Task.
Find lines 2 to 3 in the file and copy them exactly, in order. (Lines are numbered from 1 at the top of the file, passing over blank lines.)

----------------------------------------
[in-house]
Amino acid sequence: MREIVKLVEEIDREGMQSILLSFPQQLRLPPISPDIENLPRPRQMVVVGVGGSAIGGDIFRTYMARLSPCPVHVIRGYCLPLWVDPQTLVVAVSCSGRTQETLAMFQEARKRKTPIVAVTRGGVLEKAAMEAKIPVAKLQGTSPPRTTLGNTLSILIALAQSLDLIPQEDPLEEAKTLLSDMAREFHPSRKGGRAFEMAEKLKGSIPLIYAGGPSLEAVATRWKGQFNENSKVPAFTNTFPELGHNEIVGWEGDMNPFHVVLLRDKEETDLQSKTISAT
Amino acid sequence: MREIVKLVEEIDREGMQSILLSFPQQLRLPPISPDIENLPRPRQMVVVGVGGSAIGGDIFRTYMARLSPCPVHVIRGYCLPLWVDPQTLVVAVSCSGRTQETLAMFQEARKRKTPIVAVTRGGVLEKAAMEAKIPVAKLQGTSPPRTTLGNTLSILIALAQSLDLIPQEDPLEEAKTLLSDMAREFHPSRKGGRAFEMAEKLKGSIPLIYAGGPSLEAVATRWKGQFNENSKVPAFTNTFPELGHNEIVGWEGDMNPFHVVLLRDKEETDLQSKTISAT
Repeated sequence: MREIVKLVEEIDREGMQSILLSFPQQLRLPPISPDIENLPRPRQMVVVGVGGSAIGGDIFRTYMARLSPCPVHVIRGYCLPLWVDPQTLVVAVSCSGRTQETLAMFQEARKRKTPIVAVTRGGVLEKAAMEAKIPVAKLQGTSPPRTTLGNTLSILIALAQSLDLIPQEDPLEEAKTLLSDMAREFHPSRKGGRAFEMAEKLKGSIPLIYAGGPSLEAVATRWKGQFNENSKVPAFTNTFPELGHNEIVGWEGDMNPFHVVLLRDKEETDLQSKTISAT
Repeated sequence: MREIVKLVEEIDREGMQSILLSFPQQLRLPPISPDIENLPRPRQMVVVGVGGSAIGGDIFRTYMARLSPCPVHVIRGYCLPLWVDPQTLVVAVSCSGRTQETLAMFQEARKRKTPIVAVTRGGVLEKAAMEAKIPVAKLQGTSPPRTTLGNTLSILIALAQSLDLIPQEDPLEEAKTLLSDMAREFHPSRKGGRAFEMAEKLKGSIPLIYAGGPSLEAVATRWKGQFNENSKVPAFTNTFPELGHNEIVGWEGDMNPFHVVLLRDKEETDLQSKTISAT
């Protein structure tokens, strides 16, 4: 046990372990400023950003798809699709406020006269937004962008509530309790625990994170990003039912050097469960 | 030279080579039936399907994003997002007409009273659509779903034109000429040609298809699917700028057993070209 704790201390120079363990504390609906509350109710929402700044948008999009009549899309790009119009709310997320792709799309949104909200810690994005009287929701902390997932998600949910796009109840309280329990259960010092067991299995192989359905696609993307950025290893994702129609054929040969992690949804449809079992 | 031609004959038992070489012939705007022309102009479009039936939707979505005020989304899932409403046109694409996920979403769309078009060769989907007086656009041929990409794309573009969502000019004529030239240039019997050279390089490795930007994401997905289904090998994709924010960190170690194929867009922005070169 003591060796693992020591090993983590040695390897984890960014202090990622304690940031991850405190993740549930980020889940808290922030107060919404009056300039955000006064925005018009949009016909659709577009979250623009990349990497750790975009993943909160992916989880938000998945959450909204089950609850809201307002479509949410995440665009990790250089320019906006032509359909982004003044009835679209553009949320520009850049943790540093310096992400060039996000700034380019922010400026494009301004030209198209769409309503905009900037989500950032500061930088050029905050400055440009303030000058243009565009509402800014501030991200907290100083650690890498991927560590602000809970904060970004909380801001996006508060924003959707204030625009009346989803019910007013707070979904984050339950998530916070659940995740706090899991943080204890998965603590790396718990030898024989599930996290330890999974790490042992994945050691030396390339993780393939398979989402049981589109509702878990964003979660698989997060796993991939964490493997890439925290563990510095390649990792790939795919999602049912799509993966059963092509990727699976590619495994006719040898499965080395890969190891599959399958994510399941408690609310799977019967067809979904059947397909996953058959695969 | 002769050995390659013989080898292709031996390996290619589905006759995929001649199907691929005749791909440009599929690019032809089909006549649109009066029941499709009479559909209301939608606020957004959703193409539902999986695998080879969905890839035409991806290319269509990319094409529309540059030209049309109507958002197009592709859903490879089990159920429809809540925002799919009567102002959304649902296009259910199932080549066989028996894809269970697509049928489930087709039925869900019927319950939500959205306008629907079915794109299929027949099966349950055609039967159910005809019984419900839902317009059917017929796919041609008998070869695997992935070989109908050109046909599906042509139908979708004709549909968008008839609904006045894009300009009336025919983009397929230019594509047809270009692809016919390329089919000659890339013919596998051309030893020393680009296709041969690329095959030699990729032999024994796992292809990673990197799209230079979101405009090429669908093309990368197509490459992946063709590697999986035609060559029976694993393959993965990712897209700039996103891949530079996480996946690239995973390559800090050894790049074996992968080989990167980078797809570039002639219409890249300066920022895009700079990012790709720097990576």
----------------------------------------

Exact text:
Amino acid sequence: MREIVKLVEEIDREGMQSILLSFPQQLRLPPISPDIENLPRPRQMVVVGVGGSAIGGDIFRTYMARLSPCPVHVIRGYCLPLWVDPQTLVVAVSCSGRTQETLAMFQEARKRKTPIVAVTRGGVLEKAAMEAKIPVAKLQGTSPPRTTLGNTLSILIALAQSLDLIPQEDPLEEAKTLLSDMAREFHPSRKGGRAFEMAEKLKGSIPLIYAGGPSLEAVATRWKGQFNENSKVPAFTNTFPELGHNEIVGWEGDMNPFHVVLLRDKEETDLQSKTISAT
Amino acid sequence: MREIVKLVEEIDREGMQSILLSFPQQLRLPPISPDIENLPRPRQMVVVGVGGSAIGGDIFRTYMARLSPCPVHVIRGYCLPLWVDPQTLVVAVSCSGRTQETLAMFQEARKRKTPIVAVTRGGVLEKAAMEAKIPVAKLQGTSPPRTTLGNTLSILIALAQSLDLIPQEDPLEEAKTLLSDMAREFHPSRKGGRAFEMAEKLKGSIPLIYAGGPSLEAVATRWKGQFNENSKVPAFTNTFPELGHNEIVGWEGDMNPFHVVLLRDKEETDLQSKTISAT